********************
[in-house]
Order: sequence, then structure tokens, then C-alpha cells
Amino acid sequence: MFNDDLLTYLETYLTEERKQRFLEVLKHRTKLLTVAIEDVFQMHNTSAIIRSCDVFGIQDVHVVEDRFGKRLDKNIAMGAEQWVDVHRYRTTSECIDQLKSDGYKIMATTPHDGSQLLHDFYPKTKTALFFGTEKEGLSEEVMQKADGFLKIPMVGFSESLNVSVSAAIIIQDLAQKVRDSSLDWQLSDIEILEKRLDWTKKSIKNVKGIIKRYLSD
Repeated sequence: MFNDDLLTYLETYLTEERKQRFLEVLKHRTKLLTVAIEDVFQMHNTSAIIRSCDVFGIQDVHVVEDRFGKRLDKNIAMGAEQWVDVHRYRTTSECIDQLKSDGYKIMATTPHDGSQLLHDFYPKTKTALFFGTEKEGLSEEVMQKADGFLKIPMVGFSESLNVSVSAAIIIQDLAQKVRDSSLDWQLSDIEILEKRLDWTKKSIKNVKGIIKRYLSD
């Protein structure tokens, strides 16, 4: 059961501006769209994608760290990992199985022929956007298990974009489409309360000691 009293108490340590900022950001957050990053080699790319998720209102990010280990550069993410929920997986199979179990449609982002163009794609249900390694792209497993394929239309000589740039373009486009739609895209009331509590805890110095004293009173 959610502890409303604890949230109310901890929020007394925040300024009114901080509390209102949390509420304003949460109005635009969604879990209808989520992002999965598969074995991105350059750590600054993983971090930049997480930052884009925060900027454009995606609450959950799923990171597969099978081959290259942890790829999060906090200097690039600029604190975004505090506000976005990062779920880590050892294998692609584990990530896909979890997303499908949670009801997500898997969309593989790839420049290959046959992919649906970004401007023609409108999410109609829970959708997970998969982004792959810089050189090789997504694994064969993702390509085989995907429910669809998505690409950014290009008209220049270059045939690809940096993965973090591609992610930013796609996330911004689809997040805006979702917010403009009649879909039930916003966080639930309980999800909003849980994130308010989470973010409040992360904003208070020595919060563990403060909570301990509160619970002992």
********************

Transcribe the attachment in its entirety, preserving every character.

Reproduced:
[in-house]
Order: sequence, then structure tokens, then C-alpha cells
Amino acid sequence: MFNDDLLTYLETYLTEERKQRFLEVLKHRTKLLTVAIEDVFQMHNTSAIIRSCDVFGIQDVHVVEDRFGKRLDKNIAMGAEQWVDVHRYRTTSECIDQLKSDGYKIMATTPHDGSQLLHDFYPKTKTALFFGTEKEGLSEEVMQKADGFLKIPMVGFSESLNVSVSAAIIIQDLAQKVRDSSLDWQLSDIEILEKRLDWTKKSIKNVKGIIKRYLSD
Repeated sequence: MFNDDLLTYLETYLTEERKQRFLEVLKHRTKLLTVAIEDVFQMHNTSAIIRSCDVFGIQDVHVVEDRFGKRLDKNIAMGAEQWVDVHRYRTTSECIDQLKSDGYKIMATTPHDGSQLLHDFYPKTKTALFFGTEKEGLSEEVMQKADGFLKIPMVGFSESLNVSVSAAIIIQDLAQKVRDSSLDWQLSDIEILEKRLDWTKKSIKNVKGIIKRYLSD
């Protein structure tokens, strides 16, 4: 059961501006769209994608760290990992199985022929956007298990974009489409309360000691 009293108490340590900022950001957050990053080699790319998720209102990010280990550069993410929920997986199979179990449609982002163009794609249900390694792209497993394929239309000589740039373009486009739609895209009331509590805890110095004293009173 959610502890409303604890949230109310901890929020007394925040300024009114901080509390209102949390509420304003949460109005635009969604879990209808989520992002999965598969074995991105350059750590600054993983971090930049997480930052884009925060900027454009995606609450959950799923990171597969099978081959290259942890790829999060906090200097690039600029604190975004505090506000976005990062779920880590050892294998692609584990990530896909979890997303499908949670009801997500898997969309593989790839420049290959046959992919649906970004401007023609409108999410109609829970959708997970998969982004792959810089050189090789997504694994064969993702390509085989995907429910669809998505690409950014290009008209220049270059045939690809940096993965973090591609992610930013796609996330911004689809997040805006979702917010403009009649879909039930916003966080639930309980999800909003849980994130308010989470973010409040992360904003208070020595919060563990403060909570301990509160619970002992």